As the noon news is updating viewers on who murdered whom during the night before, or screaming poster waving crowds shout about violations of their rights, at the bottom of the screen a narrow black band slides soundlessly by with the real news of the day in simple sentences. Last week, the one that caught my eye was “Claes Oldenburg, artist, dies at age 93.”
The first time I saw his work was when a handful of friends went to an art museum in Berkeley, California. I had been feeling a little low because my then, fiance, did not wish to join the museum party, but stayed behind. Once inside the museum, my spirits were picked up as I looked at The Baked Potato, about two feet long, with a pat of butter the size of my hand, mounted on a pedestal with a zipper to close or open the potato.
By the time I got to the Electric Switch, which looked exactly like a normal electric switch on any wall, except that this one was so big, it took two hands to pull it up or down, I was buckling at the knees from laughter.
I watched another lady come to the display looking unsure if this was supposed to be serious or not and I told her it was okay to laugh at some art.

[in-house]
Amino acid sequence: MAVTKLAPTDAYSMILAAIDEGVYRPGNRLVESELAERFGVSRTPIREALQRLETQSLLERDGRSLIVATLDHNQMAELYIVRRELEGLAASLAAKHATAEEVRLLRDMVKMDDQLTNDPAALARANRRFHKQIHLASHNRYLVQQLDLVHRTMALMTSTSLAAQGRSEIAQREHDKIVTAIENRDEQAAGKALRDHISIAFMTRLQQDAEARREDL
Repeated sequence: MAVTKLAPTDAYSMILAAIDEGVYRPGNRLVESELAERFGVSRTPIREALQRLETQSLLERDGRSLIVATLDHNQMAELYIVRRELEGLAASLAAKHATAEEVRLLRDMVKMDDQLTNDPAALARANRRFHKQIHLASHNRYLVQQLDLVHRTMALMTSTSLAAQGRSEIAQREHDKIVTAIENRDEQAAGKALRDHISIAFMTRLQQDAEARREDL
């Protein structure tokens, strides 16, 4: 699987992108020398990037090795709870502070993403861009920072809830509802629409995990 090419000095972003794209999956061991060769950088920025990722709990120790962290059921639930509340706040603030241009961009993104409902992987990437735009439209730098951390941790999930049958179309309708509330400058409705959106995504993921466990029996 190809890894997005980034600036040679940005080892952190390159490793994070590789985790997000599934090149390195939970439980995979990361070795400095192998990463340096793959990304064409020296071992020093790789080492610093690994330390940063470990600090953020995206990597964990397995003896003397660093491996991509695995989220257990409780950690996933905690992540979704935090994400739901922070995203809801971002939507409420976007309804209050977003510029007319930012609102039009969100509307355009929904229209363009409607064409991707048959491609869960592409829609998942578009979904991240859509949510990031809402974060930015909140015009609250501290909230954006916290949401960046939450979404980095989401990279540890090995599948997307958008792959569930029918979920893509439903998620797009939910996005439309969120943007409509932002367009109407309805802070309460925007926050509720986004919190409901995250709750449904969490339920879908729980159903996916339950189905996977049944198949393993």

It just kept going like that – there was a giant typewriter eraser, which today would only puzzle anybody who may not even know what a typewriter was. Then there was a seven foot tall pair of scissors and the one upside down as the Washington Monument.
His drawing was done with the precision of architectural rendering – flawless, but on a grand scale.
It may have been at the Cleveland Museum of Art where I saw a collection that included “Flat Drum Set” made of machine sewen pieces of red, blue and yellow vinyl (sewen by his wife!)
Then there is the well-known “FREE” stamp in downtown Cleveland.
I saw at least one of his large out of door mobiles at the National Gallery of Art in Washington, D.C.
When my daughter was three months old, I rolled her in her stroller into a gallery in San Francisco and lifted her out to let her see up close a print of another of his mobiles. She gave a little chortle and we went on.
So, Rest In Peace, Claes Oldenburg, and fill the heavens with more wonderful artwork touched by your sense of humor.
To live such a rich life! Yes love Oldenburg!